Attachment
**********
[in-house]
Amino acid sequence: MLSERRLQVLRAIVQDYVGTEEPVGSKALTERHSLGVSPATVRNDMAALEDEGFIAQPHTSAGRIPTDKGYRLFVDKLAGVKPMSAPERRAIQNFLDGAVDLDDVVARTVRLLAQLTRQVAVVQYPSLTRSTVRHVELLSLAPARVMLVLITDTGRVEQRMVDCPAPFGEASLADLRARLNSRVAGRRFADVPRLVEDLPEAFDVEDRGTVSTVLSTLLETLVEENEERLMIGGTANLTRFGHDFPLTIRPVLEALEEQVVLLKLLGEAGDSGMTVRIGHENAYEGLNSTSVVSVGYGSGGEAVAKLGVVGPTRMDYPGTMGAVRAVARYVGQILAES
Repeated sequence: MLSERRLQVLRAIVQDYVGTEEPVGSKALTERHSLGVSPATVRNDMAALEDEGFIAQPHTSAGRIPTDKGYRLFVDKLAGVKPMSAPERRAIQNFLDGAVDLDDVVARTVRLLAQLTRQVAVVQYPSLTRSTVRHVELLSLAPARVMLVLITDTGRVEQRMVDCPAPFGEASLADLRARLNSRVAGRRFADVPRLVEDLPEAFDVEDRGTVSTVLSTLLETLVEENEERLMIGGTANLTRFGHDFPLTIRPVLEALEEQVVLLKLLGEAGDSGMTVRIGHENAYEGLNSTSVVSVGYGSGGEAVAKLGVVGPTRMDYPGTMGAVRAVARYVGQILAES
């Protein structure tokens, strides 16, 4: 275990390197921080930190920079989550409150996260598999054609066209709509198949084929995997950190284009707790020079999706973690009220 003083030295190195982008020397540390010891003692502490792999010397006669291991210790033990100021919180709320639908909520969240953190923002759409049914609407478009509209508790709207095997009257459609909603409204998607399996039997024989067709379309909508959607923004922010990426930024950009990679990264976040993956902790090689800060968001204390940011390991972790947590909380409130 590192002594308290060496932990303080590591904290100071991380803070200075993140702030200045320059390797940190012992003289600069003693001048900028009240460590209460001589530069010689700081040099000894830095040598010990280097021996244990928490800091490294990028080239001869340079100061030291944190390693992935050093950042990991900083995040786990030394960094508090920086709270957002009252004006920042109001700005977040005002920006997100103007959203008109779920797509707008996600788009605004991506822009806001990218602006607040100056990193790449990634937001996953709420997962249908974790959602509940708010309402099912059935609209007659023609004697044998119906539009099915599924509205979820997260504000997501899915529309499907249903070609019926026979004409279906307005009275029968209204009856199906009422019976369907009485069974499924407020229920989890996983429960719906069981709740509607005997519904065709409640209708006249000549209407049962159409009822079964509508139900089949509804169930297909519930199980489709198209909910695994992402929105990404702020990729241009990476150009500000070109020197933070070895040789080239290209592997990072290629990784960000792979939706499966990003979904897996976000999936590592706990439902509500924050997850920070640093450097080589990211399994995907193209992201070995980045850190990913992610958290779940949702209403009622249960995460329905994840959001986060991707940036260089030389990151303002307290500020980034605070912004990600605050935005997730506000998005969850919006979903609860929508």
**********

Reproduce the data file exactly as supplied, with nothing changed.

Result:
[in-house]
Amino acid sequence: MLSERRLQVLRAIVQDYVGTEEPVGSKALTERHSLGVSPATVRNDMAALEDEGFIAQPHTSAGRIPTDKGYRLFVDKLAGVKPMSAPERRAIQNFLDGAVDLDDVVARTVRLLAQLTRQVAVVQYPSLTRSTVRHVELLSLAPARVMLVLITDTGRVEQRMVDCPAPFGEASLADLRARLNSRVAGRRFADVPRLVEDLPEAFDVEDRGTVSTVLSTLLETLVEENEERLMIGGTANLTRFGHDFPLTIRPVLEALEEQVVLLKLLGEAGDSGMTVRIGHENAYEGLNSTSVVSVGYGSGGEAVAKLGVVGPTRMDYPGTMGAVRAVARYVGQILAES
Repeated sequence: MLSERRLQVLRAIVQDYVGTEEPVGSKALTERHSLGVSPATVRNDMAALEDEGFIAQPHTSAGRIPTDKGYRLFVDKLAGVKPMSAPERRAIQNFLDGAVDLDDVVARTVRLLAQLTRQVAVVQYPSLTRSTVRHVELLSLAPARVMLVLITDTGRVEQRMVDCPAPFGEASLADLRARLNSRVAGRRFADVPRLVEDLPEAFDVEDRGTVSTVLSTLLETLVEENEERLMIGGTANLTRFGHDFPLTIRPVLEALEEQVVLLKLLGEAGDSGMTVRIGHENAYEGLNSTSVVSVGYGSGGEAVAKLGVVGPTRMDYPGTMGAVRAVARYVGQILAES
């Protein structure tokens, strides 16, 4: 275990390197921080930190920079989550409150996260598999054609066209709509198949084929995997950190284009707790020079999706973690009220 003083030295190195982008020397540390010891003692502490792999010397006669291991210790033990100021919180709320639908909520969240953190923002759409049914609407478009509209508790709207095997009257459609909603409204998607399996039997024989067709379309909508959607923004922010990426930024950009990679990264976040993956902790090689800060968001204390940011390991972790947590909380409130 590192002594308290060496932990303080590591904290100071991380803070200075993140702030200045320059390797940190012992003289600069003693001048900028009240460590209460001589530069010689700081040099000894830095040598010990280097021996244990928490800091490294990028080239001869340079100061030291944190390693992935050093950042990991900083995040786990030394960094508090920086709270957002009252004006920042109001700005977040005002920006997100103007959203008109779920797509707008996600788009605004991506822009806001990218602006607040100056990193790449990634937001996953709420997962249908974790959602509940708010309402099912059935609209007659023609004697044998119906539009099915599924509205979820997260504000997501899915529309499907249903070609019926026979004409279906307005009275029968209204009856199906009422019976369907009485069974499924407020229920989890996983429960719906069981709740509607005997519904065709409640209708006249000549209407049962159409009822079964509508139900089949509804169930297909519930199980489709198209909910695994992402929105990404702020990729241009990476150009500000070109020197933070070895040789080239290209592997990072290629990784960000792979939706499966990003979904897996976000999936590592706990439902509500924050997850920070640093450097080589990211399994995907193209992201070995980045850190990913992610958290779940949702209403009622249960995460329905994840959001986060991707940036260089030389990151303002307290500020980034605070912004990600605050935005997730506000998005969850919006979903609860929508």